Clonus is a rhythmic, oscillating, stretch reflex, the cause of which is not totally known; however, it relates to lesions in upper motor neurons and therefore is generally accompanied by hyperreflexia. Therefore, clonus is used as part of the neurological physical exam to evaluate the status of a patient’s nervous system. It can be evaluated in many joints but is most commonly seen in the ankle joint by briskly dorsiflexing the foot. An illustrative example of what clonus might look like is a clinician tapping the patellar tendon once lightly and a subsequent series of obvious repeated knee extensions and relaxations going on for a dozen beats. The test is free of cost, generally requires no equipment and can be performed rapidly and easily in a hospitalized patient. Like other signs of upper motor neuron syndrome clonus indicates some insult to the central rather than peripheral nervous system; so part of its utility as a clinical examination skill is in differentiating the two. It has other roles, for instance, it is prognostic of seizures in certain drug overdoses and therefore can be used to decide when to treat this condition prophylactically.
The precise pathophysiology behind clonus is not known, but there are 2 leading theories. In one, clonus is caused by a self-perpetuating reactivation of peripheral muscle stretch circuits, with each beat producing the next. In the other, there is an initial appropriate external stimulus that leads to activation of the stretch reflex circuit followed by a central signal which commands the muscles to continue to produce that motor response in the absence of an appropriate stimulation of the stretch reflex. A complete explanation may be a combination of the 2 theories.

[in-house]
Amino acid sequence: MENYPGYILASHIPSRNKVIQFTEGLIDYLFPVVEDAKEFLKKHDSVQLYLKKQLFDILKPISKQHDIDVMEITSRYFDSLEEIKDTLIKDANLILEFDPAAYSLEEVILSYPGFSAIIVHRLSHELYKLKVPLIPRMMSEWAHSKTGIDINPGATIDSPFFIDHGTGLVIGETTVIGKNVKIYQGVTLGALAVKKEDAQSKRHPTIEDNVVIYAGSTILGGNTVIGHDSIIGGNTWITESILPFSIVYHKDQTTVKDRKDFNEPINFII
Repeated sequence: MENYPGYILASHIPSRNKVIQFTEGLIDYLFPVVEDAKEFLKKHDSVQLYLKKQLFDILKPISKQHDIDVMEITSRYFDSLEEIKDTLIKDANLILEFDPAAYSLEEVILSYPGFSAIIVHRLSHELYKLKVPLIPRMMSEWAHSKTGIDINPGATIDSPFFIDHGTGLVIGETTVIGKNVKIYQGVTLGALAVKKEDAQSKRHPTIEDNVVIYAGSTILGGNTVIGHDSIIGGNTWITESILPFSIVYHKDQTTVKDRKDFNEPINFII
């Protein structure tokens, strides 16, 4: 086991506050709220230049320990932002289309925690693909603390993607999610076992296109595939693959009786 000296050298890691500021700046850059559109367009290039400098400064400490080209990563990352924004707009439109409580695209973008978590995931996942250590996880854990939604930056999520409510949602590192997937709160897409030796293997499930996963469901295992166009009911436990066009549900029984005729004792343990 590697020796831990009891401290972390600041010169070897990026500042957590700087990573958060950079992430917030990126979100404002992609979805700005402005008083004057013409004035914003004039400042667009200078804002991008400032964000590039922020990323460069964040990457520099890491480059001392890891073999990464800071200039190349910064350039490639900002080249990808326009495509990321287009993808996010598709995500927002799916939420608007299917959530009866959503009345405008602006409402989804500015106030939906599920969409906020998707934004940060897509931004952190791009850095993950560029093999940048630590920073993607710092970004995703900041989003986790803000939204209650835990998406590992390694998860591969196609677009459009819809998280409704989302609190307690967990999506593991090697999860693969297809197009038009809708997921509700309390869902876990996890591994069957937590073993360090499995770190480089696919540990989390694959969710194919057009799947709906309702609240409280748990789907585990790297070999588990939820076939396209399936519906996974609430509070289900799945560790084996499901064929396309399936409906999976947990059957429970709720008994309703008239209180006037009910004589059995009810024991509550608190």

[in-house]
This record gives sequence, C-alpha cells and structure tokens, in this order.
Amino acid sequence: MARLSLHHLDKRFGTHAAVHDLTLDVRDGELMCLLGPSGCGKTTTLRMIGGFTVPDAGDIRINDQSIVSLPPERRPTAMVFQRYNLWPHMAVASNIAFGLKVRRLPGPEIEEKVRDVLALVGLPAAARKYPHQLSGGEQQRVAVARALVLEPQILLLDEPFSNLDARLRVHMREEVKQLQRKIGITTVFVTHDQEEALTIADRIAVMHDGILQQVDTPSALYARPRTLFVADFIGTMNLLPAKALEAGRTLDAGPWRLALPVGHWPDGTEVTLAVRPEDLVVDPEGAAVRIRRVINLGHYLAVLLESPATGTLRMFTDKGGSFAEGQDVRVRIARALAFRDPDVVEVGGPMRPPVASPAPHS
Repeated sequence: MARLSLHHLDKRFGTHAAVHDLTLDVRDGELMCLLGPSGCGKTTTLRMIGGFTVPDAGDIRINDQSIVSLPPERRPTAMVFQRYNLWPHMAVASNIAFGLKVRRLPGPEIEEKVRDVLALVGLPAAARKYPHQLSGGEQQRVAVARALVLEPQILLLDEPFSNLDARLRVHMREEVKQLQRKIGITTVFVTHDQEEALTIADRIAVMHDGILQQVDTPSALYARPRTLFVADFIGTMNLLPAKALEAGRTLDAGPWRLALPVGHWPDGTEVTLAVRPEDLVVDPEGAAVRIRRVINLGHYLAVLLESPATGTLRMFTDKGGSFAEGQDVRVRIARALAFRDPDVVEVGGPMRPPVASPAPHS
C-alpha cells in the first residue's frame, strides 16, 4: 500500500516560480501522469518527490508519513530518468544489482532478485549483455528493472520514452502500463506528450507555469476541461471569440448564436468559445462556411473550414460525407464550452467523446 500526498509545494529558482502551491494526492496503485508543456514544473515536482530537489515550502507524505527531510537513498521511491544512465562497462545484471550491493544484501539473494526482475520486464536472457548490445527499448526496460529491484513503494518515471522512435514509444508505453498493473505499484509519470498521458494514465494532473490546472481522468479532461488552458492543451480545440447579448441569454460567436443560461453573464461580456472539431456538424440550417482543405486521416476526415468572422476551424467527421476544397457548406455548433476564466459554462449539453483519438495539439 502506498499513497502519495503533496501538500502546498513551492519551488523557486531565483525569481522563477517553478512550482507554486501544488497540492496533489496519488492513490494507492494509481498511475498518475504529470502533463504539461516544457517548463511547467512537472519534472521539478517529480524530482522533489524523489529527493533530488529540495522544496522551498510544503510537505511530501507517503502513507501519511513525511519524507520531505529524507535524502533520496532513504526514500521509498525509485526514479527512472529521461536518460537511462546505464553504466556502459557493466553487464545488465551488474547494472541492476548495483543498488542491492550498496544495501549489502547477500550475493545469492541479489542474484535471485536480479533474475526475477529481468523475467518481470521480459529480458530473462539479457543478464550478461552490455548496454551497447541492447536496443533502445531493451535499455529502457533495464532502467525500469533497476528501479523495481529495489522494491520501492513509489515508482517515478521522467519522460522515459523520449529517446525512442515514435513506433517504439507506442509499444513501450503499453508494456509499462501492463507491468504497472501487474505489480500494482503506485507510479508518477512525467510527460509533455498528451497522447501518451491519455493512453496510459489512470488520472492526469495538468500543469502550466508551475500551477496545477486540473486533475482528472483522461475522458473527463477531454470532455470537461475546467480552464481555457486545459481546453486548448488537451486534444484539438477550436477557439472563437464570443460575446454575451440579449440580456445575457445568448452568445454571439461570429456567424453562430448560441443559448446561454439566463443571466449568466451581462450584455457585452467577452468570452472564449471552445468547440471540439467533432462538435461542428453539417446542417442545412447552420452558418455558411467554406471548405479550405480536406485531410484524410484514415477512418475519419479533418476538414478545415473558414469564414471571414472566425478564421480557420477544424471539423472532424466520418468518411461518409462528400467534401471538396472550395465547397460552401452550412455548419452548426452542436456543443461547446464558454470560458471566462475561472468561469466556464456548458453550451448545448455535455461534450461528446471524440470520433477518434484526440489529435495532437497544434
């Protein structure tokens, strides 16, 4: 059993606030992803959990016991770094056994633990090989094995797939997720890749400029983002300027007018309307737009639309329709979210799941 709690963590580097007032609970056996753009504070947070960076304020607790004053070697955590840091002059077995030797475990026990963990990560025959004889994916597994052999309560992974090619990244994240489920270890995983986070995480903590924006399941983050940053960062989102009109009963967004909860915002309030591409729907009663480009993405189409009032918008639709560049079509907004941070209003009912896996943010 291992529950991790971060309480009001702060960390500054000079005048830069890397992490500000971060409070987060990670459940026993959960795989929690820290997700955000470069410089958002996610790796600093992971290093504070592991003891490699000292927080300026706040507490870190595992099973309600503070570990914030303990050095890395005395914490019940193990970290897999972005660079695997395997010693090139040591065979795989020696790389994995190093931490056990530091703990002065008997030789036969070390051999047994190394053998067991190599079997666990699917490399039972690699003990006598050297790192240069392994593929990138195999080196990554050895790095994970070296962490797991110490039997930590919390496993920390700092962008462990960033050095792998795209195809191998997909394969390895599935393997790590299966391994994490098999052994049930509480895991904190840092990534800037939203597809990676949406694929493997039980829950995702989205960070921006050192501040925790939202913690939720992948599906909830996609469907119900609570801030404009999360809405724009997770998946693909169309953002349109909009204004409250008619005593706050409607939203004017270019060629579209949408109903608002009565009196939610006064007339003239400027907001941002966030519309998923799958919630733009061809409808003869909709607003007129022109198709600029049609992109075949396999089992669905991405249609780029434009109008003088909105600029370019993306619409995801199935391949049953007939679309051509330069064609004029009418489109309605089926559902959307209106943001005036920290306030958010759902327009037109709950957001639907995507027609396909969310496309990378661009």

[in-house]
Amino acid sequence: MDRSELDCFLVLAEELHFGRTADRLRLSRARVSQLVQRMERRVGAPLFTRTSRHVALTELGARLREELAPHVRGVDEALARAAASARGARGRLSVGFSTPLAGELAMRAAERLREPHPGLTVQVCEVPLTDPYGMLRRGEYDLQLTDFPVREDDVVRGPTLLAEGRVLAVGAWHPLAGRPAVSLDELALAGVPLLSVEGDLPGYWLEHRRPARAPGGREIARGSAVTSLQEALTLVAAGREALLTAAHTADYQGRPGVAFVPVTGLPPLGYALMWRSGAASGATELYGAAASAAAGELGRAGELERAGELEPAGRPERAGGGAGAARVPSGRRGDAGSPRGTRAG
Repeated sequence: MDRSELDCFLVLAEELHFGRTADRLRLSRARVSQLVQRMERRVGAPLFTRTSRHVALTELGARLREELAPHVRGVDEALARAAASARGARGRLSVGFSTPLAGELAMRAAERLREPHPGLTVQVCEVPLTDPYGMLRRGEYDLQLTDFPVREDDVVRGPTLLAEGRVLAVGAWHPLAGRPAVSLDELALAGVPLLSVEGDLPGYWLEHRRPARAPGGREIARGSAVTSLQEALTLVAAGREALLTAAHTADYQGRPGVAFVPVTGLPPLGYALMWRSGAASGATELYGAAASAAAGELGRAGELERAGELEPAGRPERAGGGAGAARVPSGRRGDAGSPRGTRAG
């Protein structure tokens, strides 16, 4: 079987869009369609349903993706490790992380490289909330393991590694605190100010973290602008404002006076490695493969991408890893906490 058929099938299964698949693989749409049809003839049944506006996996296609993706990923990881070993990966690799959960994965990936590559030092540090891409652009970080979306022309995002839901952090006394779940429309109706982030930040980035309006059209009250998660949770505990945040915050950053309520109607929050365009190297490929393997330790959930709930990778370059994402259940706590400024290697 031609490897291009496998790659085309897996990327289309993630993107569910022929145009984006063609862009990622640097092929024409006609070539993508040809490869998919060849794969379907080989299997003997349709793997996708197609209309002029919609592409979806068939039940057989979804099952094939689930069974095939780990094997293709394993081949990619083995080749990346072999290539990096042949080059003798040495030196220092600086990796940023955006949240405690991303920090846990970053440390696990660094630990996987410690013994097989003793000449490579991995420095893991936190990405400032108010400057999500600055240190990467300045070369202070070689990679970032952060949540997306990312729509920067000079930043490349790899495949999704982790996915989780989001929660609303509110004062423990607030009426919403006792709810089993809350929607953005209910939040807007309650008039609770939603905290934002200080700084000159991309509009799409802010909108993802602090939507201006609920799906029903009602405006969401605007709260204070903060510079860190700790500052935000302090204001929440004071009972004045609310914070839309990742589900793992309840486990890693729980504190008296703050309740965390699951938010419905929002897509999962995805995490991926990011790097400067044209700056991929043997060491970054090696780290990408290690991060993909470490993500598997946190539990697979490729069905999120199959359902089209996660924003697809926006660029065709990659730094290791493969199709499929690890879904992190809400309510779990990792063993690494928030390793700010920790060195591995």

Hyperexcitability in muscle stretch circuits is produced when there is less tonic inhibition of motor neurons involved in the monosynaptic stretch reflex. This can occur when there is a lesion to descending motor nerves, predominantly the dorsal reticulospinal pathway, which can occur anywhere from the cortex to the spinal cord. The inhibitory dampening effect of these descending nerves on alpha and gamma motor neurons is removed, leading to a hyper excitatory state in the muscle stretch reflex circuit. Therefore, clonus is considered a manifestation of upper motor neuron pathology and this explains why other signs of hyperreflexia generally accompany it.
The rhythm of a given joint's clonus is defined by the nervous anatomy involved in that joint's stretch reflex. The longer the nerves involved, the longer it takes for a signal to be conducted to the spine and back out to the periphery, and therefore the longer the time between beats. For example, the wrist or fingers will oscillate at a higher frequency (shorter interval between beats) than the ankle which is significantly further from the spine.
The most common site to test for clonus is in the ankle/Achilles reflex (S1/S2 nerve routes). Some other commonly tested clonus reflexes include the:
One of the appealing aspects of clonus as a physical examination technique is that it can easily be performed without equipment. As it is most commonly tested at the ankle, with swift dorsiflexion of the entire foot, no equipment is required. Elsewhere, when testing other joints, for instance, the knee, the patellar tendon can be struck briskly with the fingers, or an improvised object like a stethoscope, or phone. However, as clonus is a mark of hyperreflexia, it is generally easy to elicit in a patient without much force, so the examiner’s fingers may even be preferred over other equipment. If desired, a reflex hammer of any type would be adequate equipment to test this reflex.
Eliciting the clonus reaction can be done in the same manner as eliciting a muscle stretch reflex, which involves tapping the tendon of the joint when it is in a relaxed position often at ninety degrees of flexion (see MSR Statpearls article for a more detailed description of these techniques). This article will focus on the clonus specific reflex maneuvers at the knee and ankle. In these cases, the examiner maintains sustained pressure on the joint which allows the clonus to be appreciated through tactile feedback and helps elicit this response.